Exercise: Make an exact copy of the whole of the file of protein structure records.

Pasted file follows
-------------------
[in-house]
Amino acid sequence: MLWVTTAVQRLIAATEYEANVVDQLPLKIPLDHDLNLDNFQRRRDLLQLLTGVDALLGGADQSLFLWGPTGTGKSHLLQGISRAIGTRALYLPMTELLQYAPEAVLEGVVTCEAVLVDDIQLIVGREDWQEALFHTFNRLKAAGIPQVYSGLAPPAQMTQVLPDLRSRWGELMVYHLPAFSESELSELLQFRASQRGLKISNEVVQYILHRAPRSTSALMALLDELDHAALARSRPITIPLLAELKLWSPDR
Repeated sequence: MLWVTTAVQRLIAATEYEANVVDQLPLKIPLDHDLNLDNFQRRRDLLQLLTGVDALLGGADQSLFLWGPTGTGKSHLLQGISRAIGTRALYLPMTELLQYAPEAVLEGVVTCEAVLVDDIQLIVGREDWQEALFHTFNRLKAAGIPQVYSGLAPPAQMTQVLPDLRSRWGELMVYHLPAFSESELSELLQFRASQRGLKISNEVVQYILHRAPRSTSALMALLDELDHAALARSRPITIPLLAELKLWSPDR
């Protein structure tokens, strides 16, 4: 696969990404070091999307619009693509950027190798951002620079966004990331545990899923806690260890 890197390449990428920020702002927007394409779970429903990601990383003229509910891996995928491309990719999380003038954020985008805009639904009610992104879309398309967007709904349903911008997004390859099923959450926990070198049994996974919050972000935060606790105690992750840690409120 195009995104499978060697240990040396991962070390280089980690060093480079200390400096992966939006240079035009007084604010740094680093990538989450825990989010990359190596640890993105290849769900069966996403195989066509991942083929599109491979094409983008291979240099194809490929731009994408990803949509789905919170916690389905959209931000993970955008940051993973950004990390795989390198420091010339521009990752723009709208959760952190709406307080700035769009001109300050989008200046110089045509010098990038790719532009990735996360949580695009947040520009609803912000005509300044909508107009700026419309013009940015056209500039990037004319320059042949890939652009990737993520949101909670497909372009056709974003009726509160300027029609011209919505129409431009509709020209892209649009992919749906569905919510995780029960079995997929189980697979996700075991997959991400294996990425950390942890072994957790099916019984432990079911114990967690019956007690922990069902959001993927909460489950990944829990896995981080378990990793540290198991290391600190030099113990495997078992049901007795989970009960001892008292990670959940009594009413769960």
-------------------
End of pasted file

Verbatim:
[in-house]
Amino acid sequence: MLWVTTAVQRLIAATEYEANVVDQLPLKIPLDHDLNLDNFQRRRDLLQLLTGVDALLGGADQSLFLWGPTGTGKSHLLQGISRAIGTRALYLPMTELLQYAPEAVLEGVVTCEAVLVDDIQLIVGREDWQEALFHTFNRLKAAGIPQVYSGLAPPAQMTQVLPDLRSRWGELMVYHLPAFSESELSELLQFRASQRGLKISNEVVQYILHRAPRSTSALMALLDELDHAALARSRPITIPLLAELKLWSPDR
Repeated sequence: MLWVTTAVQRLIAATEYEANVVDQLPLKIPLDHDLNLDNFQRRRDLLQLLTGVDALLGGADQSLFLWGPTGTGKSHLLQGISRAIGTRALYLPMTELLQYAPEAVLEGVVTCEAVLVDDIQLIVGREDWQEALFHTFNRLKAAGIPQVYSGLAPPAQMTQVLPDLRSRWGELMVYHLPAFSESELSELLQFRASQRGLKISNEVVQYILHRAPRSTSALMALLDELDHAALARSRPITIPLLAELKLWSPDR
């Protein structure tokens, strides 16, 4: 696969990404070091999307619009693509950027190798951002620079966004990331545990899923806690260890 890197390449990428920020702002927007394409779970429903990601990383003229509910891996995928491309990719999380003038954020985008805009639904009610992104879309398309967007709904349903911008997004390859099923959450926990070198049994996974919050972000935060606790105690992750840690409120 195009995104499978060697240990040396991962070390280089980690060093480079200390400096992966939006240079035009007084604010740094680093990538989450825990989010990359190596640890993105290849769900069966996403195989066509991942083929599109491979094409983008291979240099194809490929731009994408990803949509789905919170916690389905959209931000993970955008940051993973950004990390795989390198420091010339521009990752723009709208959760952190709406307080700035769009001109300050989008200046110089045509010098990038790719532009990735996360949580695009947040520009609803912000005509300044909508107009700026419309013009940015056209500039990037004319320059042949890939652009990737993520949101909670497909372009056709974003009726509160300027029609011209919505129409431009509709020209892209649009992919749906569905919510995780029960079995997929189980697979996700075991997959991400294996990425950390942890072994957790099916019984432990079911114990967690019956007690922990069902959001993927909460489950990944829990896995981080378990990793540290198991290391600190030099113990495997078992049901007795989970009960001892008292990670959940009594009413769960």